Me: Okay, two last things. One, I wanted to ask about the kids in the show. Both of them are obviously incredibly talented. But what was it like, especially with Zachary since you are both technically playing the same character? How did the creative team work with them, and you as well?
Rob: It’s amazing. I joke with Zach that I want this show to run long enough for him to replace me.
Me: Well, that would be great!
Rob: Wouldn’t it? We’ll see. Knock on wood. But, what’s great about Zach is that Zach is not a show biz kid. He doesn’t have any of that sort of cutesy precociousness to him. He’s just a kid. He sits in his dressing room and plays XBox and then the child wrangler goes and gets him, brings him to the stage, and then he does his job. And he cries, every night. And if you ask Zach how he cries like that every night, he doesn’t say some kid answer like I pinch my leg or I think of my dog dying. He says, “I imagine if my mom left me at a workhouse.” The ultimate correct actor answer! You just put yourself in the situation. That’s what he does, and he cries like crazy, every night. There are nights where it’s my eighth show of the week, I am tired, I show up and I’m bringing my A-game. But then we get to that first flashback and Zach comes out balling his eyes out, and I think to myself, “I gotta step it up! This kid is bringing it today!” He is extraordinary. He always turns up, and always turns it on. It was amazing, in rehearsal. He and Warren have a really amazing relationship that in a way has been passed on to me since Warren has now left the building. Zach and I are buds. But, Warren had a code word with Zach, and the code word was “Macy’s”. The reason he kept saying that to Zach was because he asked Zach if he had ever been in Macy’s with his mom and turned around and she’s not where she was? It’s that moment of “Oh my god, where’s my mom?” Zach clearly had, because he looked at Warren and said, “Yah, oh yah!” I remember when I was a kid and hid in the clothing rack and then my mother..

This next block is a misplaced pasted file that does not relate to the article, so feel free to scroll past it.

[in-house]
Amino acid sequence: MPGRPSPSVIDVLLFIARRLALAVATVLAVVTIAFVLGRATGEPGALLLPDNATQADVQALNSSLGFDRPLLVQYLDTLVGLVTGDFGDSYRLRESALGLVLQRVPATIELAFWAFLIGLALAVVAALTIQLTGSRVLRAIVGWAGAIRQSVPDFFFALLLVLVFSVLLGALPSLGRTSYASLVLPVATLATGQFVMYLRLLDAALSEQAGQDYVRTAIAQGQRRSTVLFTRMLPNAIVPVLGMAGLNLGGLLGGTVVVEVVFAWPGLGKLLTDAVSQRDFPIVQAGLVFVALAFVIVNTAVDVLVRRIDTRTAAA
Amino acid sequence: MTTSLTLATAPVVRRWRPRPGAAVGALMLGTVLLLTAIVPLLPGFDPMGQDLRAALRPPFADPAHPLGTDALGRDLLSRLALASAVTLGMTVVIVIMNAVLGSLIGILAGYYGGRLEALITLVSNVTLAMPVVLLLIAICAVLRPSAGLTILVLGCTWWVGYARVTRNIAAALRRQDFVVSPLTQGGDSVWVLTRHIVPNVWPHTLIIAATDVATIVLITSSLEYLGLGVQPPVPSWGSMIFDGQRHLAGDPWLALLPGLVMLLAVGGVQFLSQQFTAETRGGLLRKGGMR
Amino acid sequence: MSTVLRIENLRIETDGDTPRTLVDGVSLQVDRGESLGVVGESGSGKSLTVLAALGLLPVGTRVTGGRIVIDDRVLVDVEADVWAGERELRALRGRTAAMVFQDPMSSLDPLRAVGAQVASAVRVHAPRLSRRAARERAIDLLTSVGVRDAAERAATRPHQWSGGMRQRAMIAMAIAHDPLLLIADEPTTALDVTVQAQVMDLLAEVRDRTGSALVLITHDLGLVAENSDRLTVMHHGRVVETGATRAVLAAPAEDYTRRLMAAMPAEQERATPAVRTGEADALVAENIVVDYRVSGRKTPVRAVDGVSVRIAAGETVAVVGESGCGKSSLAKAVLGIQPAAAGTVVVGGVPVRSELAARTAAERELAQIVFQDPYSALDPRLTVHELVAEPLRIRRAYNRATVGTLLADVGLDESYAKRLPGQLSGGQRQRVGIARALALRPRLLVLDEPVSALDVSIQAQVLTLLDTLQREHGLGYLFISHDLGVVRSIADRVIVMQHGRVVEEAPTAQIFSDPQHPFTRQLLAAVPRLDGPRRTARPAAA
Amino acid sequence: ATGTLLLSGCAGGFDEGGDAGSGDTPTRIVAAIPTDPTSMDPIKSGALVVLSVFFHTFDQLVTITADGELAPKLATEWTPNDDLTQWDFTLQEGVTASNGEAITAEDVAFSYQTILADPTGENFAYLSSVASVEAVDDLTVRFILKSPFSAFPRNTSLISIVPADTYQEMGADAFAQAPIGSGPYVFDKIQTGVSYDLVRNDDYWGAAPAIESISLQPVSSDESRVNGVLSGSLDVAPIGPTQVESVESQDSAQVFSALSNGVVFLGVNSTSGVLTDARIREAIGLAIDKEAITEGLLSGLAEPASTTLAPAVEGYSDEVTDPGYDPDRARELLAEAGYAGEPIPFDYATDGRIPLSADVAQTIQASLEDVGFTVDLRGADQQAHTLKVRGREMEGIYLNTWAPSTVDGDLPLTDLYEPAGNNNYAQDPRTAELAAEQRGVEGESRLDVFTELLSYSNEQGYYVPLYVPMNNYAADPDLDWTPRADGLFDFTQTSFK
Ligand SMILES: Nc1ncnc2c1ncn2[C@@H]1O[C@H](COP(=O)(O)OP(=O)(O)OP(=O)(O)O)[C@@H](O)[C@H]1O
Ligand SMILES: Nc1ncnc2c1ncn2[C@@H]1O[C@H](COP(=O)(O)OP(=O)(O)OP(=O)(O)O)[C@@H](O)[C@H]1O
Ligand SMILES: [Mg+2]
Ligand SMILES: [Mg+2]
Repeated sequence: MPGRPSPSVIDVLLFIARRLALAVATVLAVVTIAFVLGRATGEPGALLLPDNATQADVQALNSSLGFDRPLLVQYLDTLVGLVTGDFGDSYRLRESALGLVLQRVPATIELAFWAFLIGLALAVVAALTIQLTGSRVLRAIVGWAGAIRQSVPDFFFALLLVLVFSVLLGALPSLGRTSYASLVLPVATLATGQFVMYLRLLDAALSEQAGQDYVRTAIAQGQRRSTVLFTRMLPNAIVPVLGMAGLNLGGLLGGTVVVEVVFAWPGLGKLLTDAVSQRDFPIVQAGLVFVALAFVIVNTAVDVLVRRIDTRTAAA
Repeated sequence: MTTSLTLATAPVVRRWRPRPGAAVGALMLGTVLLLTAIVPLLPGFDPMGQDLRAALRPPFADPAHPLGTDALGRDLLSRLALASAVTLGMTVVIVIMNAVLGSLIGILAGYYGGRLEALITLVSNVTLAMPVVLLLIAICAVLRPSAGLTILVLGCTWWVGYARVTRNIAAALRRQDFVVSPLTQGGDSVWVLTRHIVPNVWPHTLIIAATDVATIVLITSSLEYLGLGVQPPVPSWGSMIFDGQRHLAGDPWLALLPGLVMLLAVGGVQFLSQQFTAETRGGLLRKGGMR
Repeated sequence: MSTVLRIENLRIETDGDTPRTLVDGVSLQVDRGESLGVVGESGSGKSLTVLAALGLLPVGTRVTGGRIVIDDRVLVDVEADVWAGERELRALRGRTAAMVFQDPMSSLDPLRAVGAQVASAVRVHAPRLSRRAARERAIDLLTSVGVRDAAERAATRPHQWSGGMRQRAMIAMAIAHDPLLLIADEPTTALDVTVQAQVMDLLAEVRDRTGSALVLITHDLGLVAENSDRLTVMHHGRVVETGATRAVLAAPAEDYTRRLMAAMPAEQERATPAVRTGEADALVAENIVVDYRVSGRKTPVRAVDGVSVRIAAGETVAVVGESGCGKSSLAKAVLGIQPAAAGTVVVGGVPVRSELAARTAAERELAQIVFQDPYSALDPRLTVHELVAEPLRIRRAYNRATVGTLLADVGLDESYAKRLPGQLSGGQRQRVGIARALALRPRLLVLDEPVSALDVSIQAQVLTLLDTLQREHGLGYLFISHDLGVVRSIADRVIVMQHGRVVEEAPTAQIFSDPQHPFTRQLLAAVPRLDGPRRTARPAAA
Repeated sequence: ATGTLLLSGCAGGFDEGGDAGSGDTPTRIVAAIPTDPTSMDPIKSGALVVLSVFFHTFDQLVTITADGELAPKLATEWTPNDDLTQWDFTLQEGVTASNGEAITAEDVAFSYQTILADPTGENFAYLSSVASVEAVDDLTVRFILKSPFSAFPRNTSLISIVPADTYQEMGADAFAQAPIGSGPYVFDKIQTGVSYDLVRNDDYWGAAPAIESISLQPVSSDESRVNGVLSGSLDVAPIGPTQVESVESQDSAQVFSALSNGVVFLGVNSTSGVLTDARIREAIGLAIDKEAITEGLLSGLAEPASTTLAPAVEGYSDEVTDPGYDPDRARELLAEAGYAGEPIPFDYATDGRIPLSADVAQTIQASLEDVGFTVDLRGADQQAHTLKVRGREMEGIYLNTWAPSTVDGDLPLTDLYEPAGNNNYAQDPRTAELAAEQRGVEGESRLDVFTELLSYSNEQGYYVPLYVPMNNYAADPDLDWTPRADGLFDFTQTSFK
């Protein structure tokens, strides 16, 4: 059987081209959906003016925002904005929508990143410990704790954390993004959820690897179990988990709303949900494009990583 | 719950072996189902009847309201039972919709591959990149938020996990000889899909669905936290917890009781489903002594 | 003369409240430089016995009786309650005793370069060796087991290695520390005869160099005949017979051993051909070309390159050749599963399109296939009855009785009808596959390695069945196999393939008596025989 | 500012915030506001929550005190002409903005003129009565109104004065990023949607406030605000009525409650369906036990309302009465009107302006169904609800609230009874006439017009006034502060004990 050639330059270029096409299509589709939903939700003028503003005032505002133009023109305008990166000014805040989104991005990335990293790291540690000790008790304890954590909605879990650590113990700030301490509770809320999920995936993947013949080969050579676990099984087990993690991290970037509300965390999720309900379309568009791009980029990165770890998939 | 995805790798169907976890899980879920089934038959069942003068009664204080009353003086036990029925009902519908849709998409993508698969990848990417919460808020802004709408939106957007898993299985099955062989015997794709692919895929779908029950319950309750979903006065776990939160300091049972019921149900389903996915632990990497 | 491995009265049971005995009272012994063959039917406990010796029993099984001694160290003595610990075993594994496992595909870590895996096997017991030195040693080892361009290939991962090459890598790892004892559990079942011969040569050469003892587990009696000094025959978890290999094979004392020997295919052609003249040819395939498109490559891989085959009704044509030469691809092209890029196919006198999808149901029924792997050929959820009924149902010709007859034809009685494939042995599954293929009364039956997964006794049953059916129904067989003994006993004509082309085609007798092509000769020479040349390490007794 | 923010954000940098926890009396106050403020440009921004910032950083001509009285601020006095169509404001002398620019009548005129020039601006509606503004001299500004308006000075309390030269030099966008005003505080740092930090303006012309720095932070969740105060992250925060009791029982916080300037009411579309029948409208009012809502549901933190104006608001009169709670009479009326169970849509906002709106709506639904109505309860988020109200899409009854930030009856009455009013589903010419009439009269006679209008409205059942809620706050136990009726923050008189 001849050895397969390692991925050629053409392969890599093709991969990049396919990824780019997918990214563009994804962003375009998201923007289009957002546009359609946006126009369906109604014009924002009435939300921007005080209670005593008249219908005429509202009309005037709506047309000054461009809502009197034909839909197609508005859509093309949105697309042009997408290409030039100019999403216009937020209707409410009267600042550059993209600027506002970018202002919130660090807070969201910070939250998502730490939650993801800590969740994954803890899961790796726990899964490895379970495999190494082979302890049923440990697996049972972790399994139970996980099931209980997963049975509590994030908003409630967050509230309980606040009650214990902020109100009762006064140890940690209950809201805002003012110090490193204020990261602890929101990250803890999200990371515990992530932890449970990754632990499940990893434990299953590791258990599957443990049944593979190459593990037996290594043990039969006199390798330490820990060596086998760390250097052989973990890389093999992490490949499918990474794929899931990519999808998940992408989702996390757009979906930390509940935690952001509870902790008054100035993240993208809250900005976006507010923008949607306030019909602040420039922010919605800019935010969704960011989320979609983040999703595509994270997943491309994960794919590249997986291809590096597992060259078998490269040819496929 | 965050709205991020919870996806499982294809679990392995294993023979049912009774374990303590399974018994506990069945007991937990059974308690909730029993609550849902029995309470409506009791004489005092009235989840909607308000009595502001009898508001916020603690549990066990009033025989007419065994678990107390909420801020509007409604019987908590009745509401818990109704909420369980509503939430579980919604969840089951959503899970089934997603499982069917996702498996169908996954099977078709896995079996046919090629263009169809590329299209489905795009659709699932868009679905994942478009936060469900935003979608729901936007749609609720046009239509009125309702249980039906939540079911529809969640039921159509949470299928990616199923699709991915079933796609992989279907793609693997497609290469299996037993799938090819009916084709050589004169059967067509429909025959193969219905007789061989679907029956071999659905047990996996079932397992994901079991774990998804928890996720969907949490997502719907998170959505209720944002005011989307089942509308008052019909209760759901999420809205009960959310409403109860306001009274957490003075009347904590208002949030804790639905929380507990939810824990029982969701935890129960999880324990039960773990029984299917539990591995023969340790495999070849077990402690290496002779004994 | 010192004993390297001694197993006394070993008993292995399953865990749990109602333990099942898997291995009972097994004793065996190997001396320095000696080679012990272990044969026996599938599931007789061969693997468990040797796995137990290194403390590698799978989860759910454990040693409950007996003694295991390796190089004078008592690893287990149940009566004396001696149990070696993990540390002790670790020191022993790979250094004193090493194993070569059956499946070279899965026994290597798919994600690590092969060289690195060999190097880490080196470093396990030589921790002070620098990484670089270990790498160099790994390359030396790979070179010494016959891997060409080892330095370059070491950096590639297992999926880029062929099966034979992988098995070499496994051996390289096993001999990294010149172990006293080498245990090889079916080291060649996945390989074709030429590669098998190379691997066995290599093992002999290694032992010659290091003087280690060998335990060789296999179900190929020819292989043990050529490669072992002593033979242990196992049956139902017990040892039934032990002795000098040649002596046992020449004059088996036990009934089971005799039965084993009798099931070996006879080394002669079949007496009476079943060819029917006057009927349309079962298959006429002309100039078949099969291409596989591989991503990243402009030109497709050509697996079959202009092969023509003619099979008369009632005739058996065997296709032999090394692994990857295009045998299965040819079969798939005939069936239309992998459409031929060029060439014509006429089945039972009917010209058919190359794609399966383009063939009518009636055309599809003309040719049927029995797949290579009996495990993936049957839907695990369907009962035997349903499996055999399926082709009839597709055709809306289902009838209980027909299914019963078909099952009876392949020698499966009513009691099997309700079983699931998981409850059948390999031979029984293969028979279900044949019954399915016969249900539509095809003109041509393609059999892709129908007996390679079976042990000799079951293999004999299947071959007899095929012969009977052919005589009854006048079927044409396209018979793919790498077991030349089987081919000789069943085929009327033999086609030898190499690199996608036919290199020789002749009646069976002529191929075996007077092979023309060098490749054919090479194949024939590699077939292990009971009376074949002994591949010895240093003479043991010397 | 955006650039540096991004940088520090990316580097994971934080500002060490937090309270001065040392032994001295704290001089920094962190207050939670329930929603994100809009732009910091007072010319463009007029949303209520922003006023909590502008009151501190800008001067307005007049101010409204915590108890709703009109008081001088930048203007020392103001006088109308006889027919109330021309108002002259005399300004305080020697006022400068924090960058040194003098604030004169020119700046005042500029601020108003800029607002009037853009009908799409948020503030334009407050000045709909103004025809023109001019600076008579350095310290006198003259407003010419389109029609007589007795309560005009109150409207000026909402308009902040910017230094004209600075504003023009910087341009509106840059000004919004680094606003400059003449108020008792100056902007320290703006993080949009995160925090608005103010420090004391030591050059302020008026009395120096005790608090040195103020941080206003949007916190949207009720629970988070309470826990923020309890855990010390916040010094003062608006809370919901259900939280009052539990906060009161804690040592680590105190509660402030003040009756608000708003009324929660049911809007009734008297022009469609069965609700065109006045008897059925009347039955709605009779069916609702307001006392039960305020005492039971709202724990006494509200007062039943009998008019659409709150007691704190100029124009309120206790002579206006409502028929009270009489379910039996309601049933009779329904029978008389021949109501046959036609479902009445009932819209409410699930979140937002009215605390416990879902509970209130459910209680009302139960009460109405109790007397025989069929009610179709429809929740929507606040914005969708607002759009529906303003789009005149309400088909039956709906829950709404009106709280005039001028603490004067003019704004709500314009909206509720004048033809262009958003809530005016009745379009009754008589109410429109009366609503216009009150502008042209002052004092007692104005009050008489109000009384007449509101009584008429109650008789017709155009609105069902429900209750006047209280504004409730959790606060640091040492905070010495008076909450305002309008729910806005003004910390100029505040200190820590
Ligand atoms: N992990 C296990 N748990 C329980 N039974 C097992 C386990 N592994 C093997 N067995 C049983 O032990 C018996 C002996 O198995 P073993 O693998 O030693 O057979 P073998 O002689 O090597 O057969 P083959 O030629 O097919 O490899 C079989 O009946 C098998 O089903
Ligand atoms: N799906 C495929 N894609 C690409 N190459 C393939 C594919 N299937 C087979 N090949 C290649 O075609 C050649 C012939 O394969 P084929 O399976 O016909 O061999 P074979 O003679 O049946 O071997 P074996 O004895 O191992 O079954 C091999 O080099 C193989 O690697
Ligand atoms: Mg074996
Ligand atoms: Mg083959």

Me: Oh yah, she’s not there.
Rob: And that resonated with Zach, and he knew that moment. And that got Zach to an emotional place. So, in rehearsal, if Zach was every not quite turned up enough on the fear factor, Warren would say, “Hey Zach, Macy’s. Macy’s.” It just meant click back into that feeling of being alone. And, also interesting, when little Zach would stop, it took a lot longer for Zach to come out of those tears. And it wasn’t because he was experiencing any pain. It was just because suddenly he was crying and didn’t know how to turn it off on a dime.
Me: He’s a kid!
Rob: Exactly. So, he would go over to his mom and have a juice box and sit in the corner. Then he would shake it off and be fine. But, Warren loved the moment when Zach was done with the scene, but couldn’t quite turn it off. He thought it was really riveting to watch, and we all did. We would all stare at him and go, “look how in it he is.” So, in our show, during the exile sequence, there are all these papers falling, and then there is a projection screen of all these “failings”, as Warren called them, of Charlie. One of them is me trying to do a bit with the dog, and the dog is having none of it, and then walks away. And then it is a shot of me after doing the bread roll dance, in my head trying to figure it out. Then, the last clip is of little Zach walking out of the frame. When we went into the green screen studio to film him yelling all his “Mommys”, Warren got him to that place and then told the camera man to keep filming even when he yelled cut. So, what is on that screen at the end of the exile is that moment after Warren has said “cut”, and little Zach doesn’t quite know how to handle not crying, and walks out of the frame over to his mom for the juice box. That’s what’s in our show!
Me: That is just so incredible.
Rob: The way that Warren and Zach worked together was fascinating. And of course, little Ethan who plays the Usher can sing his face off. He’s also great, and he understudies Zach.
Stayed tuned for Part Nine!